In the context of this country, ‘diversity’ of class is far more difficult to achieve, even more than diversity of race, but I believe it is a ‘diversity’ we must have.

Many of Sinn Féin’s 37 TDs have followed traditional, middle-class paths through college to work, but many haven’t.

Take Wexford’s Johnny Mythen, who worked in construction for the ESB and was a senior trade unionist.

Take Kildare South’s Patricia Ryan, who was elected while on holiday, and was a trade union shop steward for the workers of the Tyna knitting factory.

Take East Cork’s Pat Buckley, who counts among his political motivations the suicides of two of his brothers. Through the Let’s Get Together charity, he fights for mental health in working-class communities.

Dublin Fingal’s Louise O’Reilly, who has just been appointed to the Sinn Féin team negotiating possible government formation, came to politics following a career as a trade union organiser. Meath East’s Johnny Guirke was a construction worker who had to emigrate to the US for 18 years.

Dublin Mid-West’s Mark Ward has qualified as a behaviour therapist specialising in addiction, but was himself homeless for six months, in 2016: “When I grew up in north Clondalkin, I didn’t know I grew up in a council house,” he was reported as saying during the campaign. “I just knew I grew up in a home.”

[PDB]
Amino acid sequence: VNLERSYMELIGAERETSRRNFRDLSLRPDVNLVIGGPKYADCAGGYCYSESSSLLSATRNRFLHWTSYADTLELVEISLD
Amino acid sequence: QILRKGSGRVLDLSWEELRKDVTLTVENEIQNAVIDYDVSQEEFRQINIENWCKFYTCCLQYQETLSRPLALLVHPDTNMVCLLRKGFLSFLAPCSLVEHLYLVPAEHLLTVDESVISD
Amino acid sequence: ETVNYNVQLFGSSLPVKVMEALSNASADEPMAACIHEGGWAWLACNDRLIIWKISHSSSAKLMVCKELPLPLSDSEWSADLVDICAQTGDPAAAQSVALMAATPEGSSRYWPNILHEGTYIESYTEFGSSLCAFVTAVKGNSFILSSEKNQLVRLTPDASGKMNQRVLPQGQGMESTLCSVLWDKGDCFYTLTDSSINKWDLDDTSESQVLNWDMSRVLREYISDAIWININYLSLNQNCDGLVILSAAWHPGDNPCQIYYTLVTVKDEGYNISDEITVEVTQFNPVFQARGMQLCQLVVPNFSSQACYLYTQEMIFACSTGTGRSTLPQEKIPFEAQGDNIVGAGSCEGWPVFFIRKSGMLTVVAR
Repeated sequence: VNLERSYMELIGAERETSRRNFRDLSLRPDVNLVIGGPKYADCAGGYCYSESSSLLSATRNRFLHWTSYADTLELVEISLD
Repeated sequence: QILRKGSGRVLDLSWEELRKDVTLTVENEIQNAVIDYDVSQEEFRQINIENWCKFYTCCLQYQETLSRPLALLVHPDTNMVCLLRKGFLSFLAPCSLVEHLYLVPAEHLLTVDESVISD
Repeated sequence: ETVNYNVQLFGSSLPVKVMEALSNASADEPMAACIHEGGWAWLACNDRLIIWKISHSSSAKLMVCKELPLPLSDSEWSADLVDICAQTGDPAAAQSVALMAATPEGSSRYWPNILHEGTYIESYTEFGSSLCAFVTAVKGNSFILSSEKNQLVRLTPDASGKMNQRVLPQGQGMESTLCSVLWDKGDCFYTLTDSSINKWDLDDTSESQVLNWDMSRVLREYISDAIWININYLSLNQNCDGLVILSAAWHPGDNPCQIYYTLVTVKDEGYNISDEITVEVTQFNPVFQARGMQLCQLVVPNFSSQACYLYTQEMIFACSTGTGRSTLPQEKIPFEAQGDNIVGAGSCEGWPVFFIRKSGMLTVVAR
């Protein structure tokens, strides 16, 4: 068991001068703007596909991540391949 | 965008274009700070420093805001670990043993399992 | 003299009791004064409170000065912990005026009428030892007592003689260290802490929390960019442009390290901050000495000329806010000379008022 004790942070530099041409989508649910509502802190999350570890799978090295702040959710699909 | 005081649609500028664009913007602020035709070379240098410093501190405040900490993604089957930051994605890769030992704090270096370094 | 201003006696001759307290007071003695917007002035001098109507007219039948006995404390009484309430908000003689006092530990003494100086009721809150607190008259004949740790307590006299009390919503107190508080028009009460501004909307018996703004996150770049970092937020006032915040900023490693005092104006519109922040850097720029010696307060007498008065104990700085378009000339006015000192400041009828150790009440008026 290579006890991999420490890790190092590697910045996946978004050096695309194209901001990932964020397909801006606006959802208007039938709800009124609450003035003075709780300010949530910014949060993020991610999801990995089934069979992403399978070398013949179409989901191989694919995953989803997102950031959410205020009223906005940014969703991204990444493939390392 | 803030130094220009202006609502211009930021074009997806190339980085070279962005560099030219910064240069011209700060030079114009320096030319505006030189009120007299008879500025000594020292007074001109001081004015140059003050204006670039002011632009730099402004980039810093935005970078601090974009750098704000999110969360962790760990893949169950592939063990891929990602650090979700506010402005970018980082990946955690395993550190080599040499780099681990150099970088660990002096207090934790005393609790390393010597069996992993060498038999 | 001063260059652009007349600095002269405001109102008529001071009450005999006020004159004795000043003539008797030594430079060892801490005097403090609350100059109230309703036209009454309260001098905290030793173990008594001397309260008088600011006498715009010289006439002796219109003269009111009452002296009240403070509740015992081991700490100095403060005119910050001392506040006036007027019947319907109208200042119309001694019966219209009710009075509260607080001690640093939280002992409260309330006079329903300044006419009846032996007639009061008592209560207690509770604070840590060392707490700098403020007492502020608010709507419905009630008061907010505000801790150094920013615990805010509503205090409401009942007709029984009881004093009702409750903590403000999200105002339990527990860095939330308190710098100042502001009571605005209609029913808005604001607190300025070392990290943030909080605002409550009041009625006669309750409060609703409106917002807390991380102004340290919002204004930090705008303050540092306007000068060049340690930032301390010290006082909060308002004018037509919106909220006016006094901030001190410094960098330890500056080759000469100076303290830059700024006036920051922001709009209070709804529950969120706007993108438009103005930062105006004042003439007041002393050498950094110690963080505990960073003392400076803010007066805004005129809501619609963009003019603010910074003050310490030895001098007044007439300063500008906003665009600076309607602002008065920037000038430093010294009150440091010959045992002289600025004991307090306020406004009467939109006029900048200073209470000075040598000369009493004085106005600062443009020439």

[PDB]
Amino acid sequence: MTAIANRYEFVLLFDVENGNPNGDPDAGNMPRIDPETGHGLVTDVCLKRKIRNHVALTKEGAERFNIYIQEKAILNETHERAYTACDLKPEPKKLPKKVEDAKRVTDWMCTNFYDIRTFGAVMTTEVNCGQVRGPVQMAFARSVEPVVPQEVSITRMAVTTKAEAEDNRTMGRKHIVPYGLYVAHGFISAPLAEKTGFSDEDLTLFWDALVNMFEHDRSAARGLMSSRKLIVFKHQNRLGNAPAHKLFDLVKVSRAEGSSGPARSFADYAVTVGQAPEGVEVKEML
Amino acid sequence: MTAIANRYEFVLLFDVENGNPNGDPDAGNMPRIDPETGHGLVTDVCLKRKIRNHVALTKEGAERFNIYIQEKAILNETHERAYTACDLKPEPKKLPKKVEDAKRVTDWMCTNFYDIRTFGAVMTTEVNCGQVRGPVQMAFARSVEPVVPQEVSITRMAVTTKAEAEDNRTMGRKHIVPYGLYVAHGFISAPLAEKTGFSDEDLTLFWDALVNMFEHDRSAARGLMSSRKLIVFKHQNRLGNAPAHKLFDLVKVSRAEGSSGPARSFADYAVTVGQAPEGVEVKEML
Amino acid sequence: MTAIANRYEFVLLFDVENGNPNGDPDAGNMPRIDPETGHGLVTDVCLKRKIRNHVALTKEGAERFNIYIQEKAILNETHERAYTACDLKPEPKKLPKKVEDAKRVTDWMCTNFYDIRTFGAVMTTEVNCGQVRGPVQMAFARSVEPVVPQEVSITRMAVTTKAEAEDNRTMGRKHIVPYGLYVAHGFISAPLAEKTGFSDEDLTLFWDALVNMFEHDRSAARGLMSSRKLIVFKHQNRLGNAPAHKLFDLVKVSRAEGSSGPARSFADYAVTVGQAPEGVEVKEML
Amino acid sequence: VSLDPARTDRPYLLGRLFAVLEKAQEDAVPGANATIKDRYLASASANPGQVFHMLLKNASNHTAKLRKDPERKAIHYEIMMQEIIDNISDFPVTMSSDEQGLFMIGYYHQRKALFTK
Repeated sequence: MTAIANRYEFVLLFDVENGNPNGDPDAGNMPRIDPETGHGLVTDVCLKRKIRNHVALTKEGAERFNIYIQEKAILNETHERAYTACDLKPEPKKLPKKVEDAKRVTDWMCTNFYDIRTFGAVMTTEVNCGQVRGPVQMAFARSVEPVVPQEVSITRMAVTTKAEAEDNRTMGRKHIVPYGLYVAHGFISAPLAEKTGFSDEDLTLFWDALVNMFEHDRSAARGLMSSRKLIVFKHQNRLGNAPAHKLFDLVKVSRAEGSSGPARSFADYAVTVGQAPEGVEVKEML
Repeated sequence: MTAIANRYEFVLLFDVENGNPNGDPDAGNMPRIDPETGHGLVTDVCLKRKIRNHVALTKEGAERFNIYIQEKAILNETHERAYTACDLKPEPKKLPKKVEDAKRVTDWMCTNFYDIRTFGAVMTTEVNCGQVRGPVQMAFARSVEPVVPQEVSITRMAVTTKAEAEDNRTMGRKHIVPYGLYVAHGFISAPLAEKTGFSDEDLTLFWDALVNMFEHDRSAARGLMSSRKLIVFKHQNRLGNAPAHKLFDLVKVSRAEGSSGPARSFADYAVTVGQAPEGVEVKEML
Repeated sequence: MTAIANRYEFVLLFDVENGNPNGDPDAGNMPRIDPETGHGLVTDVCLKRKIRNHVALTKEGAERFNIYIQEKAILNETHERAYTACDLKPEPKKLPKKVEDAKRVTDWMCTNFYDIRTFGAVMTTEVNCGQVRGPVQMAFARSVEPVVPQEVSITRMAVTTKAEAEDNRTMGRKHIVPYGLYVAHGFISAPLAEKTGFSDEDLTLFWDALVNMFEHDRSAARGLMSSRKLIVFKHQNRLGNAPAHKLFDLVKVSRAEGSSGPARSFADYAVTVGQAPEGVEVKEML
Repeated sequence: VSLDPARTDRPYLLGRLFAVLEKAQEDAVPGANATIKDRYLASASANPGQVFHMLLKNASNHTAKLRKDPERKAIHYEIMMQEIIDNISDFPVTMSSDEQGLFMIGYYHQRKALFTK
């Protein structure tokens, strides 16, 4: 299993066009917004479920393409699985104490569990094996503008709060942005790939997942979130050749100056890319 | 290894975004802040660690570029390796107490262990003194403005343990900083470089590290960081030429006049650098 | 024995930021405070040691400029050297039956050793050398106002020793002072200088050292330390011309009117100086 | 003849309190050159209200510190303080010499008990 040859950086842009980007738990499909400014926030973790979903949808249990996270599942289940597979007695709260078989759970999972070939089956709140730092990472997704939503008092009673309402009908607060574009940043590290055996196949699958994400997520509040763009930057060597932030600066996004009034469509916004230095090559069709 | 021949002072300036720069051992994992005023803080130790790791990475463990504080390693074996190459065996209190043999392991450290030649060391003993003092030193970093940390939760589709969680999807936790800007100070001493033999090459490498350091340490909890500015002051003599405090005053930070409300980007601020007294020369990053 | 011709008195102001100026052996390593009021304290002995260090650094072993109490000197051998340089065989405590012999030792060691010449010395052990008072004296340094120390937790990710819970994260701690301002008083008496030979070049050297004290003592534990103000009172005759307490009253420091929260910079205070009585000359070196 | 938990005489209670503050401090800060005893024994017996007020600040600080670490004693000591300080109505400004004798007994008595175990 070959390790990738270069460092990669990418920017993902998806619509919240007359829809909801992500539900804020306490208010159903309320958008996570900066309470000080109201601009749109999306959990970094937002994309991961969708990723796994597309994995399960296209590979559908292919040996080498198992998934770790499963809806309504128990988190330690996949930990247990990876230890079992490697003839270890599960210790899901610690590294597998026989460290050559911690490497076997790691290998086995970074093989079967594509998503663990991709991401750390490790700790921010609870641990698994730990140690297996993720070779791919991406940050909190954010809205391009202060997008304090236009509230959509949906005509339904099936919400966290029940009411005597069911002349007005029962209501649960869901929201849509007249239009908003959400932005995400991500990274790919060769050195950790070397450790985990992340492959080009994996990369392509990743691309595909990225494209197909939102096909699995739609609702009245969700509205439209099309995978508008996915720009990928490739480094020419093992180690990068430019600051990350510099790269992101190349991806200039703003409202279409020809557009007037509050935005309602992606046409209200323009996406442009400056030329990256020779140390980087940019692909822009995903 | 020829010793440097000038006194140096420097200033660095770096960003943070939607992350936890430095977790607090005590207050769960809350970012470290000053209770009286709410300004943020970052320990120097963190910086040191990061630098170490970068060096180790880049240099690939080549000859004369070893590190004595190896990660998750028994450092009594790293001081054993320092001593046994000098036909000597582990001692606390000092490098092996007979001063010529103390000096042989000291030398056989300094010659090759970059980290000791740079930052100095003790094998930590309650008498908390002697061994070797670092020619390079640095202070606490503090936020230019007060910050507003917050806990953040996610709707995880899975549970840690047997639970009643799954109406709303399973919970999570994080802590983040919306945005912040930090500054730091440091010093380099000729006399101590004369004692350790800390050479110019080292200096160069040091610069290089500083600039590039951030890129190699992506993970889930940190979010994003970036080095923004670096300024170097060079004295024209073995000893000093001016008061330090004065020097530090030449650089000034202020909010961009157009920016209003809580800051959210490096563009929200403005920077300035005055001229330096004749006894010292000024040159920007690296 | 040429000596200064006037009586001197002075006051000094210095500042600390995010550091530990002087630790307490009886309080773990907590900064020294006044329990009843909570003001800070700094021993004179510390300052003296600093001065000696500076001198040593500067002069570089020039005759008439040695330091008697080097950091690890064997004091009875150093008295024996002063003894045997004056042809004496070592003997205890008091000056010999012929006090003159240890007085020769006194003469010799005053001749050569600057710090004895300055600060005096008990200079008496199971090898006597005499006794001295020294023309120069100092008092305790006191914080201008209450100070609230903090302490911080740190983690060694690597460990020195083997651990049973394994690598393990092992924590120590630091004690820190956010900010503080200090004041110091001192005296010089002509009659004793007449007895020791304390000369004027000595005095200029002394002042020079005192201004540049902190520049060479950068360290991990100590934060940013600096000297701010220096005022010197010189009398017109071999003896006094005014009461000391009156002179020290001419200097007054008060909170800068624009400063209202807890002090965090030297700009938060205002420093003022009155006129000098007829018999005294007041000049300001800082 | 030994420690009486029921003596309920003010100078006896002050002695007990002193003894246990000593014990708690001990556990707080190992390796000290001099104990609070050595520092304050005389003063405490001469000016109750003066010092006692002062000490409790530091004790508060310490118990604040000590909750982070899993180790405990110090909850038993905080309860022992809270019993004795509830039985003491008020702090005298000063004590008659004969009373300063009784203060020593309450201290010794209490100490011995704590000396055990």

Yes, it is distressing that Dessie Ellis, who served 10 years in prison for possession of IRA explosives, got 44% of the vote in Dublin North West.

YES, it was distressing to hear Waterford’s David Cullinane shouting, “Up the Ra,” after his election, preceded by the comment, “They didn’t break the hunger strikers, they didn’t break Bobby Sands and Kevin Lynch… They’ll never break Sinn Féin.”

I would have thought dead was about as broken as a man can be.

Far more relevant now, however, was his avowal that if FF and FG came together “to block Sinn Féin,” they would come back at them with double the candidates and become “the largest party in the State.”

I understand Micheál Martin’s desire that Sinn Féin should publicly disavow the IRA and all itsvile work, before the party is fully rehabilitated in government, but the Good Friday Agreement of 1998 is as good a disavowal as we will get and the Irish people have voted to rehabilitate Sinn Féin.

That war is over.

But the class war will have only just begun if Sinn Féin is kept out of government.